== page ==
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The Entente allies did cooperate and coordinate. But on a much smaller scale than in a later war and even much much less so with Russia. Among the Western powers a Supreme War Council (SWC) emerged over time. But it was only founded in 1917, after the Russian Revolution. With Russia the exchanges were minute in comparison. Diplomatic channels were used early on but more on topics like exchanging war aims. For example, Russia wanted to exclude Italy from joining the war as to not give them any stake in claiming any territory later in case of winning.

The Triple Entente had been forged among adversaries. This was especially true of Russia and Britain, whose agreement in 1907 was intended to de-escalate tensions between the two. Their uneasy relationship was dramatically transformed as a consequence of the war. As Prime Minister Herbert H. Asquith said at a dinner on 9 May 1916:

One of the most gratifying results of our Alliance is the complete agreement which has been established between the British and Russian Governments in regard to Eastern affairs … The days of misunderstanding are happily over, and whether it be in Turkey or in Persia or wherever British and Russian interests come into contact with one another, we have arrived at a common policy which we are both determined loyally and in concert to pursue.

The successes of 1916 led France and Britain to agree in mid-November of that year to apply the same strategy of coordination and simultaneous offensives in 1917. At that time, the question of a conference with Russia regarding strategy arose. The Petrograd Conference, though significant for the cohesion of the alliance, was rendered irrelevant by the Russian revolution that broke out only a couple of weeks after its end.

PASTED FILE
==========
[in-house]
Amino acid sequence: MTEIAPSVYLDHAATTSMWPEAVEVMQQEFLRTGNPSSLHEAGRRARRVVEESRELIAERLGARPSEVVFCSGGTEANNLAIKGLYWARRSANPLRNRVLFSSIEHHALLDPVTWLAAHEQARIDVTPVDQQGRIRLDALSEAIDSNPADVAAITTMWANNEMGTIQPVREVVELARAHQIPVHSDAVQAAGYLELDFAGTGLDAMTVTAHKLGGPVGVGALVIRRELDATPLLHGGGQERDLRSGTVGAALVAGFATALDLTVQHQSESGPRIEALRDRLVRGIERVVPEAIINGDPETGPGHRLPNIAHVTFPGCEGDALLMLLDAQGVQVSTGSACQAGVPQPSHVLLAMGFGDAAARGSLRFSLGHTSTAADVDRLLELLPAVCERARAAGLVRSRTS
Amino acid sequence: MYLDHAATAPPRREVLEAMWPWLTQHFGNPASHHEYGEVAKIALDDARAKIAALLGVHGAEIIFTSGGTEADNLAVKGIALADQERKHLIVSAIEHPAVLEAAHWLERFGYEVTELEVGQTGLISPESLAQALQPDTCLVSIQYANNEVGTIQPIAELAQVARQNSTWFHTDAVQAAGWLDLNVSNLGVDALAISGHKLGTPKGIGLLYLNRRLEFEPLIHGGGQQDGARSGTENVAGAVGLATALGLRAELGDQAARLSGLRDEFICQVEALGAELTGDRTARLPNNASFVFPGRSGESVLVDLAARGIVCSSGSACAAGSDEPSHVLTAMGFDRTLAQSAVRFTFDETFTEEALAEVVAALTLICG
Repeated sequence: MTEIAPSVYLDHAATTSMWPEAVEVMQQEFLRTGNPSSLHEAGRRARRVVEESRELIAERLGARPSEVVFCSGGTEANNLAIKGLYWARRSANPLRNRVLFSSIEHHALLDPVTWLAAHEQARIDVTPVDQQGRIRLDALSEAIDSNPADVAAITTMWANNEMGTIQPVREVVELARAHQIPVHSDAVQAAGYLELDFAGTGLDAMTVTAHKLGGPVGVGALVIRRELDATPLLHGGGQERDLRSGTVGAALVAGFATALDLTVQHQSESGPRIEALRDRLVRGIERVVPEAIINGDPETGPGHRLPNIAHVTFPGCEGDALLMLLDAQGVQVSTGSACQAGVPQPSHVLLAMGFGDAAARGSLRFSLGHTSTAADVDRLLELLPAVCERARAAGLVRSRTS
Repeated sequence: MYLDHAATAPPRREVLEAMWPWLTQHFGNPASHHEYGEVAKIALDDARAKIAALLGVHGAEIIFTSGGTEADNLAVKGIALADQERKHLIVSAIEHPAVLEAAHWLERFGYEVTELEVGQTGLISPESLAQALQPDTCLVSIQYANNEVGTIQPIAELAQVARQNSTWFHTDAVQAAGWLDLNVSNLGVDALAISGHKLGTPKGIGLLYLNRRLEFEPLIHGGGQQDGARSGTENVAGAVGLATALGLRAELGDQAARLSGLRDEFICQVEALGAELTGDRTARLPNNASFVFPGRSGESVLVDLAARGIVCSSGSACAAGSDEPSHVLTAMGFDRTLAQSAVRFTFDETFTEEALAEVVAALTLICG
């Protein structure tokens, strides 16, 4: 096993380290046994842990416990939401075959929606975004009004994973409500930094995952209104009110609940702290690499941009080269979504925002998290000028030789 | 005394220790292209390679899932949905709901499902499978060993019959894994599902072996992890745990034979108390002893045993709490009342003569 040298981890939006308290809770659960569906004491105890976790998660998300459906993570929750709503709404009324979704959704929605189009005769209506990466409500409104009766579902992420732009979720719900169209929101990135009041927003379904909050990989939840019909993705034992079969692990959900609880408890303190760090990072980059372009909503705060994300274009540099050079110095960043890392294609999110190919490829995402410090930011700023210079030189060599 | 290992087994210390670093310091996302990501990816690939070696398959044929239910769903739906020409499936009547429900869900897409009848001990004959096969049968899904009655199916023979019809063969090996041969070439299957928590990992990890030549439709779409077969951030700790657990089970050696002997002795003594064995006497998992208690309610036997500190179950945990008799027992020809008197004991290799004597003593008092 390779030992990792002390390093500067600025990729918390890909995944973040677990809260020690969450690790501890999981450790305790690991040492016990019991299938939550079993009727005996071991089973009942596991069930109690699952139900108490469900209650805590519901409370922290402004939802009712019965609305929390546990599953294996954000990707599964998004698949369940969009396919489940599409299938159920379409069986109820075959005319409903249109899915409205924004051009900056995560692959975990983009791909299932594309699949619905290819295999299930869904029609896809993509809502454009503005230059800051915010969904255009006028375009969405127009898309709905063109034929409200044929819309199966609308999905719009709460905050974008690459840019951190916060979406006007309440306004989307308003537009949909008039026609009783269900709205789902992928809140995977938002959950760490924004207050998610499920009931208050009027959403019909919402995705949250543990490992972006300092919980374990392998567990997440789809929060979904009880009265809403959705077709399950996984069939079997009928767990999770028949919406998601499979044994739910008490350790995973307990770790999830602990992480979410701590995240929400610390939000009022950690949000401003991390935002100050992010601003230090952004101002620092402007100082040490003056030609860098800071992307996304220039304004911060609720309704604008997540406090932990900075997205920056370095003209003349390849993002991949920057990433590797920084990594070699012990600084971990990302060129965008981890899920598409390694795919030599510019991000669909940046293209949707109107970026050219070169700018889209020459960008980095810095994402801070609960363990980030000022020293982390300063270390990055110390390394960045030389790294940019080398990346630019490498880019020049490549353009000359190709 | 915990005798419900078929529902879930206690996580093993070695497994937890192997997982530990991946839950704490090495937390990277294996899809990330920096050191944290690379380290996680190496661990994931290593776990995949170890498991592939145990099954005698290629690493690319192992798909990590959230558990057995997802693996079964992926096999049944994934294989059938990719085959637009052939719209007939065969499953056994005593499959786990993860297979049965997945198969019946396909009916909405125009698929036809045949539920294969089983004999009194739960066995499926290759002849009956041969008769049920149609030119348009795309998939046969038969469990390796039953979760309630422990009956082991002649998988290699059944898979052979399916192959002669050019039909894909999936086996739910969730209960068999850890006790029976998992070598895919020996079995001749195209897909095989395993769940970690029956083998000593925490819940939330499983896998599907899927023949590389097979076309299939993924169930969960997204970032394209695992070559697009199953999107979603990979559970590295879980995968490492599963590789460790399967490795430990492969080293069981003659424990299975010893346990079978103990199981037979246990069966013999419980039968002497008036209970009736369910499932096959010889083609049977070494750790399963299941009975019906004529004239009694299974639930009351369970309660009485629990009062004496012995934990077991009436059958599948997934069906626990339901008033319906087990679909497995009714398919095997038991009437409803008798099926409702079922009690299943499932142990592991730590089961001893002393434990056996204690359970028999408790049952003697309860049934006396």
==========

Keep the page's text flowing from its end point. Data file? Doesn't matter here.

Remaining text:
[…]

As David Lloyd George recounted after the war:

The real weakness of Allied strategy was that it never existed. Instead of one great war with a united front, there were at least six separate and distinct wars with a separate, distinct and independent strategy for each. There was some pretence at timing the desperate blows with a rough approach to simultaneity. The calendar was the sole foundation of inter-Allied strategy … There was no real unity of conception, co-ordination of effort or pooling of resources in such a way as to deal the enemy the hardest knocks at his weakest point. There were so many national armies, each with its own strategy and its own resources to carry it through …

The failure of the French and British to coordinate their strategy and the resulting defeat in the first joint operation of the war resulted in anger and recriminations that strained Anglo-French relations. Still more problematic was the fact that there were no plans for Anglo-Russian cooperation. (Weitsman)

The Lloyd George quote is of course a bit of idealistic hyperbole. But the level of coordination did improve mainly between French and British after 1915, between East and West it was more like "We're a bit stressed, please attack from your side as well, big time, please!"
How much any supplies and financial aid would count towards "coordination" seems debatable.

— Jehuda Lothar Wallach: "Uneasy Coalition: The Entente Experience in World War I", Greenwood, 1993.

— Meighen McCrae: "Coalition Strategy and the End of the First World War. The Supreme War Council and War Planning, 1917–1918", Cambridge Universiyt Press: Cambridge, New York, 2019.

— Patricia A. Weitsman: "Alliance Cohesion and Coalition Warfare: The Central Powers and Triple Entente", Security Studies, 12:3, pp79–113, 2003